Friday, 30 September 2016


"If you're not paying, you are the product" has the feel of a pejorative statement, but I can't believe it's always necessarily a bad thing. Google and Facebook may well have now evolved into powerful, super-secretive, unaccountable, imperial super-states intent on taking over both our world and our realities, but I confess I'm an avid consumer and therefore willing product of both.

I also drink far too much, knowing it may one day do me ill, and used to smoke with the dedication and enthusiasm I apply to most of my passions. Although I comprehensively kicked that "20 a day habit" more than ten years ago, I did so for the short term, immediate gains, rather than any fear of what such an indulgence might be contributing to my long term fate.

I mention the latter two vices only because they might put my somewhat laissez faire stance on Google and Facebook into some sort of context.

One of the services I avail myself of on Google is Google Backup, by which means I grant the super secret empire pretty much unrestricted access to any and all photos I take so they can make copies that will be forever safe in their cloud. Every so often, Google will do something clever with them, like stitch them together in a panorama, or apply special effects to prettify an image, or string a sequence together in an animated GIF, like a flick-book animation of old.

Which reminds me that whilst Google may be super secret, the secrets I entrust to its keeping are not. Little Google robots spend inordinate amounts of time prying sneaking through the illustrative journal of my life that is the unedited output of my photography in return for their master's vague and unbinding promise to keep my snaps safe.

I take lots of sequential photos, disk-space being cheap, and that being a good way to ensure you get at least one moment in focus, framed well and with everything and everybody looking photogenic. I therefore get a lot of Google animations thrown at me for excited, "look what I've done, daddy!" type approval and wish I could turn the function off, as I find short, repetitively looping animated clips very, very irritating.

More recently, Google has taken to flashing up "Rediscover this day" notifications, an idea they've clearly robbed off of Facebook's Memories function, although I guess Facebook would have stolen the idea from some hapless app-writer in the first place, so it just reinforces the truism that it's a shark eat shark world out there.

Of course, whereas I tend to only upload properly curated, post-processed, cropped and tweaked snaps to my Facebook albums that I think might be of interest to others, I actually take photos of just about everything, and Google Backup has access to it all so has a much richer seam to mine.

Apparently, it was five years ago that we took our Drascombe Lugger "Ondine" out of Lydney and up through the Noose to Frampton Pill. I think it was the third time we'd made the trip, the first time we'd made the trip alone, and the first time we'd taken the Drascombe Lugger up; the two trips before being made with our previous dinghy, a Wanderer called "Hibernia" and in the company and with the support of friends from Frampton.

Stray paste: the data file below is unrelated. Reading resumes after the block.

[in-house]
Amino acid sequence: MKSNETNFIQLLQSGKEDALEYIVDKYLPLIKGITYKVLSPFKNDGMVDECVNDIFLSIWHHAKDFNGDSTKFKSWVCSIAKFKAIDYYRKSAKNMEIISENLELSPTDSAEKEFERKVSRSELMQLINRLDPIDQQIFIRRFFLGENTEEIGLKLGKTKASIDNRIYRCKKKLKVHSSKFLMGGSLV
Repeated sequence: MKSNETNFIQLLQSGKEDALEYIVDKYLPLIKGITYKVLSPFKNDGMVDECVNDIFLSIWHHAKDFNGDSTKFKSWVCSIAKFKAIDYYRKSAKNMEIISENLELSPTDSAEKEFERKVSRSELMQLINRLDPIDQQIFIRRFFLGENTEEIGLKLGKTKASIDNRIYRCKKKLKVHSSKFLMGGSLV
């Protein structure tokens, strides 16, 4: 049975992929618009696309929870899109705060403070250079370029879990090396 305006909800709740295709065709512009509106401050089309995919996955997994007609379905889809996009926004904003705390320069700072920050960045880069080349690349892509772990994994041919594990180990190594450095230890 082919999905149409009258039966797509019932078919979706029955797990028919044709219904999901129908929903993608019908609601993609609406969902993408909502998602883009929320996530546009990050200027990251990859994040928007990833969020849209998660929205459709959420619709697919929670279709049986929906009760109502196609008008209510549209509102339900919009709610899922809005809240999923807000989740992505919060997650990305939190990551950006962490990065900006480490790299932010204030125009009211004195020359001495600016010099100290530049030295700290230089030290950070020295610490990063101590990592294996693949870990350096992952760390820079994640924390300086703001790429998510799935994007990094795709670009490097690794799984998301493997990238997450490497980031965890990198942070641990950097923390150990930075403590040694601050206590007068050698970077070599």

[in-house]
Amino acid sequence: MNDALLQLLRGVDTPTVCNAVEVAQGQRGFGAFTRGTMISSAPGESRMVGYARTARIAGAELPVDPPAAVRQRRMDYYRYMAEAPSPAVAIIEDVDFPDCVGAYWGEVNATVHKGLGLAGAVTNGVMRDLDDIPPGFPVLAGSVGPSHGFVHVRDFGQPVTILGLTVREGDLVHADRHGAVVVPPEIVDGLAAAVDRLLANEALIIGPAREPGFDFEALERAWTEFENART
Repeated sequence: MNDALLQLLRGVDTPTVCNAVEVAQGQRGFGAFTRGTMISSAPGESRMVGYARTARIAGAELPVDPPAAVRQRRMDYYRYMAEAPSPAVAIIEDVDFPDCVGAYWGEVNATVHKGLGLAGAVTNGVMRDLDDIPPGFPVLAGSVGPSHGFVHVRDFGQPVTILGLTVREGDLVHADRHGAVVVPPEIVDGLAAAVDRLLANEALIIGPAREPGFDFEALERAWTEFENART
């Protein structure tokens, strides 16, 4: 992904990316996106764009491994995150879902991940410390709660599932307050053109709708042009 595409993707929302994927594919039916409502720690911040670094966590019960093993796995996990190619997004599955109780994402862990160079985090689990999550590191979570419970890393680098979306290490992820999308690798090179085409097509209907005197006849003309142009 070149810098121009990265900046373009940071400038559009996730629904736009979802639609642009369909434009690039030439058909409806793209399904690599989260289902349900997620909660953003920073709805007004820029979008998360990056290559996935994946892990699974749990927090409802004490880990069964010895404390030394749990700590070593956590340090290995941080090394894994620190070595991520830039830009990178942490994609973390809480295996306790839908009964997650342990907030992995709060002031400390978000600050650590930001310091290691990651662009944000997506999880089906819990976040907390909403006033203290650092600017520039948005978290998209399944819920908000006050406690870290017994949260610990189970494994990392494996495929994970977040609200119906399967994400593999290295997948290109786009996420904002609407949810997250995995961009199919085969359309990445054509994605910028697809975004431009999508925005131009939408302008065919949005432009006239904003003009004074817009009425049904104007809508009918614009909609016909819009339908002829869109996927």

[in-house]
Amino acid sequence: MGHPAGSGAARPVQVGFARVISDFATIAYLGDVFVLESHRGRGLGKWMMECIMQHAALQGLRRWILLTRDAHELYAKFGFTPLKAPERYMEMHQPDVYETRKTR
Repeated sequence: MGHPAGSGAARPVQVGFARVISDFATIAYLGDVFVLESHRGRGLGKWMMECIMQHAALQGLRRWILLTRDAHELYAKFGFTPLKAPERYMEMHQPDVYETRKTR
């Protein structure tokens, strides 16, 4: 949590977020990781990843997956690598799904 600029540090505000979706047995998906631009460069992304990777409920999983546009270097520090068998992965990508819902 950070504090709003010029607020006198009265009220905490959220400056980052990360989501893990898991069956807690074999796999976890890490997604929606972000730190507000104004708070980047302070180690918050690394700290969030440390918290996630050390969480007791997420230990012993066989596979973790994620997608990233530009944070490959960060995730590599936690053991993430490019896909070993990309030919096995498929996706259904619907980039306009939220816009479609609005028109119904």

Whilst it wasn't the last time we visited the Pill, it was the last time we made it all the way to the top; subsequent trips we landed at or just within the mouth of the Pill, the tides (and perhaps will of those involved) not being high enough to carry us further up.

Looking back at the photos, I'm struck by what a lovely, late September day it was, and amused by how narrow and winding the Pill is. I remember it feeling a little like the nautical equivalent of caving as we pushed up through the narrow, high banks. The belief that there would be room to turn around at the top and get back out before the tide turned and left us both stranded and unfortunately neaped was an act of pure faith.

It has occurred to me a number of times recently how much I've come to define my geography by the Severn Estuary and how everything positions against it. Stood out on Haresfield Beacon last weekend, looking out over the Severn Vale, I was surprised by how much I could recognise in the distance, and realised I was referencing everything relative to the Severn's banks. Driving out to karate in Cinderford yesterday evening, my progress was mapped in my mind through glimpses of the River alongside which ran the road I was driving down.

This evening, Dad and I are heading down to Ondine's successor, Calstar, currently in Portishead. We have a lock out booked for 0530 tomorrow morning, when we plan to follow the tide up to Lydney. The forecast looks like heavy rain, and two thirds of the trip will be in the dark. I'm hoping for a beautiful sunrise as we cross beneath the Old Seven Bridge. It'll be a different kind of weather to that which we enjoyed aboard Ondine five years ago, and we certainly won't be pushing on beyond Lydney and up in to the Noose. Frampton Pill is, these days, a destination left only for littler boats than ours.

The reason, not that there needs to be one: there is a party at Lydney Yacht Club Saturday night, by which time the rain should've stopped, with lots of beer, music and lots of old friends involved. We then have a not so brutally early start Sunday morning when we lock back out of Lydney and follow the ebb back to Portishead.

Once the rains of Saturday are done, the forecast promises sunshine all the way home.

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